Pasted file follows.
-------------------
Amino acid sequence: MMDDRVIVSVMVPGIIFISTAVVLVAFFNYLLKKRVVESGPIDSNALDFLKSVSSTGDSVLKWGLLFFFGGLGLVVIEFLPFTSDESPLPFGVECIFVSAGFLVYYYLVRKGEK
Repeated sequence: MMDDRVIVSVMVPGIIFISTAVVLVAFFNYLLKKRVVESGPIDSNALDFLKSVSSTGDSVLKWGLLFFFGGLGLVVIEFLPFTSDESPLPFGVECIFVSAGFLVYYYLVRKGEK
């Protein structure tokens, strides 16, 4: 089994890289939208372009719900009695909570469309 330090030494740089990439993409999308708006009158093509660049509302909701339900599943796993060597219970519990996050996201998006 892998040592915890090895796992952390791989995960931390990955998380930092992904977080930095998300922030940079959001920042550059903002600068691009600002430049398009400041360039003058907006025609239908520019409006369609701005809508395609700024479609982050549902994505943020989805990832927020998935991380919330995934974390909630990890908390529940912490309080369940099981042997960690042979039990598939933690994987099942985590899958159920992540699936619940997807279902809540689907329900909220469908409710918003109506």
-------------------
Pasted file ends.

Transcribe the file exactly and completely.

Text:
Amino acid sequence: MMDDRVIVSVMVPGIIFISTAVVLVAFFNYLLKKRVVESGPIDSNALDFLKSVSSTGDSVLKWGLLFFFGGLGLVVIEFLPFTSDESPLPFGVECIFVSAGFLVYYYLVRKGEK
Repeated sequence: MMDDRVIVSVMVPGIIFISTAVVLVAFFNYLLKKRVVESGPIDSNALDFLKSVSSTGDSVLKWGLLFFFGGLGLVVIEFLPFTSDESPLPFGVECIFVSAGFLVYYYLVRKGEK
């Protein structure tokens, strides 16, 4: 089994890289939208372009719900009695909570469309 330090030494740089990439993409999308708006009158093509660049509302909701339900599943796993060597219970519990996050996201998006 892998040592915890090895796992952390791989995960931390990955998380930092992904977080930095998300922030940079959001920042550059903002600068691009600002430049398009400041360039003058907006025609239908520019409006369609701005809508395609700024479609982050549902994505943020989805990832927020998935991380919330995934974390909630990890908390529940912490309080369940099981042997960690042979039990598939933690994987099942985590899958159920992540699936619940997807279902809540689907329900909220469908409710918003109506």